2. Domestic Abuse: A woman seeks spiritual counseling from her Pastor and discloses that she has been the victim of domestic abuse. Later, the woman files for divorce and the husband sues for custody of their children. The pastor is called upon to provide testimony about the woman’s confession about domestic abuse. 

  3. Theft Confession: A man confesses to his pastor that he has a gambling addiction and has been embezzling money from his employer. The employer later discovers the theft and presses charges. Can the pastor invoke the privilege to refuse to testify about the confession?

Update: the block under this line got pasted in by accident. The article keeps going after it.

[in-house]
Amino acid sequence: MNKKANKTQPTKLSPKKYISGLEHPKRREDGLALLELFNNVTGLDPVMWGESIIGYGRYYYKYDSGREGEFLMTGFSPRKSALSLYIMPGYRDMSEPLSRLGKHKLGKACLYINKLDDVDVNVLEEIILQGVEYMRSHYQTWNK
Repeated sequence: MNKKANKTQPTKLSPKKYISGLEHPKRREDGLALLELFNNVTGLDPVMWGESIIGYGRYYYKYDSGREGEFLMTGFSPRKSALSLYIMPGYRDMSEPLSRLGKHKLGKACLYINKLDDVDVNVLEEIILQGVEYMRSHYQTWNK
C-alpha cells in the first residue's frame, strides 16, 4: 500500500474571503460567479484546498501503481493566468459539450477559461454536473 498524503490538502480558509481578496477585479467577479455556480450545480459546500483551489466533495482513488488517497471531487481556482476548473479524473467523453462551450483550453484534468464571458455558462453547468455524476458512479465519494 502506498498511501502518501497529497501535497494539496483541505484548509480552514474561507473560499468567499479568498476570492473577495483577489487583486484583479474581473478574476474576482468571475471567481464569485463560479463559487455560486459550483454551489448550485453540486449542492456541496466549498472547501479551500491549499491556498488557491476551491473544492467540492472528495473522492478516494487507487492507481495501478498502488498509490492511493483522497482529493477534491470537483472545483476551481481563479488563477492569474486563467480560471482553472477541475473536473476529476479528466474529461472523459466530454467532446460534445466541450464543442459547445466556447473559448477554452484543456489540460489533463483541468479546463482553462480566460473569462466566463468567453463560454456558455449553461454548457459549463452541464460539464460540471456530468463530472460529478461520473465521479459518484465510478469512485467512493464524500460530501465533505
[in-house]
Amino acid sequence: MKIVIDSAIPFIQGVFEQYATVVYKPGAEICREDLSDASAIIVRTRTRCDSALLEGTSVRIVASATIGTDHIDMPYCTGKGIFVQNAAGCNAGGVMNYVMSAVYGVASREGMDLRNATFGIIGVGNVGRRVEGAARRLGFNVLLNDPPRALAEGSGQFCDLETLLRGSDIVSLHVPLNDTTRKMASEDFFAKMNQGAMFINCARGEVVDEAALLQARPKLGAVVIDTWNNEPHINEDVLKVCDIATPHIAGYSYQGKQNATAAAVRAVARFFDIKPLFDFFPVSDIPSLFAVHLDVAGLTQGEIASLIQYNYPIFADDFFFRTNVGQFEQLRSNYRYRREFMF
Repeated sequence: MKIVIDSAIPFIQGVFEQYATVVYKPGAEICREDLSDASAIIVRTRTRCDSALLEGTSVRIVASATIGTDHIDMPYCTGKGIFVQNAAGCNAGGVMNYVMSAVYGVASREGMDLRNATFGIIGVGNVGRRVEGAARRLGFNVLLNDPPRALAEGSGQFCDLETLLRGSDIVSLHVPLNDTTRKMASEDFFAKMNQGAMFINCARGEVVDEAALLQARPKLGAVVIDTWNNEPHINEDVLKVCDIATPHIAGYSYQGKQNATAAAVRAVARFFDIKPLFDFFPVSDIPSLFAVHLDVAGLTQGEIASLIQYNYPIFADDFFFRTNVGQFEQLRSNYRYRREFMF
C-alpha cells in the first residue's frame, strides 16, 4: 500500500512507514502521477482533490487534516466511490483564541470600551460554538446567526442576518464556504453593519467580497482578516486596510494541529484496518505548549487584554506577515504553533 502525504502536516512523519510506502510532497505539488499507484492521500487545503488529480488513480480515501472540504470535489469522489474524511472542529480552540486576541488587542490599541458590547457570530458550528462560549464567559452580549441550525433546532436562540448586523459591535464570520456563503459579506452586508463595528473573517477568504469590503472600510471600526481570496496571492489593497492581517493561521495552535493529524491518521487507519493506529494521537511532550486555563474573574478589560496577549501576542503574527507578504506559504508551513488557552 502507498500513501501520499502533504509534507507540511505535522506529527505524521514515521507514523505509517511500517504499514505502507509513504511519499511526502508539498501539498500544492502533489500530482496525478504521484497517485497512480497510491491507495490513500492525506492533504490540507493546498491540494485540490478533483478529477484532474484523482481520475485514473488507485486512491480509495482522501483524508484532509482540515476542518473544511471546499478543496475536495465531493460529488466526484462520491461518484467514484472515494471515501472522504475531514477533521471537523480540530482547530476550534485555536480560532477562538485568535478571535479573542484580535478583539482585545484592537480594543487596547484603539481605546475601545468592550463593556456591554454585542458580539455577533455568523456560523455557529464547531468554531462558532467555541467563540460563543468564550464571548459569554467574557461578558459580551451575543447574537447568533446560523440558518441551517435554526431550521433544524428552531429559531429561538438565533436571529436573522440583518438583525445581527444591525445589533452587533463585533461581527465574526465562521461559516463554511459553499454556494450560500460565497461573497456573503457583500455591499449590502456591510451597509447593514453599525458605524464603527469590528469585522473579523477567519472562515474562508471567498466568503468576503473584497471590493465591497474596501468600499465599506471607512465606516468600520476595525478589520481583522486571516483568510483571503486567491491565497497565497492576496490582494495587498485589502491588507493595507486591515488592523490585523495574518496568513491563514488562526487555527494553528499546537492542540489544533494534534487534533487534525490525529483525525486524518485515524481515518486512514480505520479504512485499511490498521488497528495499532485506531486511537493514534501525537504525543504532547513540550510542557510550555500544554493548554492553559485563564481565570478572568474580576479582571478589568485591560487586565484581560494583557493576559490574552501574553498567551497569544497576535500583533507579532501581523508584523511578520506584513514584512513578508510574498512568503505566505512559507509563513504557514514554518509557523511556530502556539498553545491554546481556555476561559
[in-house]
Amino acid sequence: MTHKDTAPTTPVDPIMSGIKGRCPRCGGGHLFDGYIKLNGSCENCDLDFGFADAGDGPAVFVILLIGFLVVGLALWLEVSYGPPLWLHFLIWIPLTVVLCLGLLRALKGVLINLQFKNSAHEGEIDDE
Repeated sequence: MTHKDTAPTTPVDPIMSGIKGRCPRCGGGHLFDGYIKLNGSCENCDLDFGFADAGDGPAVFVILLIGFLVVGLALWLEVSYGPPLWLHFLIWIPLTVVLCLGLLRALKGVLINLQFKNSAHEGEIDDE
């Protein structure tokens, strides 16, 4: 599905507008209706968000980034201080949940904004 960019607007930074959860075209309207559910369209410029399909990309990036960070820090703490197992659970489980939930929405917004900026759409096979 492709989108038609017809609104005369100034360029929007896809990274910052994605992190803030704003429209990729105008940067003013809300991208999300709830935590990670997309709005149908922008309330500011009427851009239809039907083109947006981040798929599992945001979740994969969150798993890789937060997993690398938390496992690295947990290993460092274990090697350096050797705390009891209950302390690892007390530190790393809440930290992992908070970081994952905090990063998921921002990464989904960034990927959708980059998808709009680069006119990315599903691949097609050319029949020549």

4. Sexual Identity: A teenager seeks counseling from their youth pastor and discloses that they are struggling with their sexual identity. The parents of the teenager later find out about the counseling sessions and demand that the youth pastor tell them what was discussed. Can the youth pastor invoke the privilege to refuse to disclose the confidential information?

These scenarios illustrate the types of complex issues that can arise when the Clergy-Penitent Privilege is invoked. It is important for ministers to understand the requirements for the privilege to apply, as well as the potential exceptions or limitations to the privilege. In addition, ministers must navigate the ethical considerations of confidentiality and the pastoral duties of care for their congregants.

Insurance Coverage

Providing spiritual counseling is a core aspect of ministry, and the complexities of privilege and confidentiality only add increase the potential liability that can arise. Mismanaging counseling can lead to claims of breach of confidentiality, emotional injury and even personal injury claims.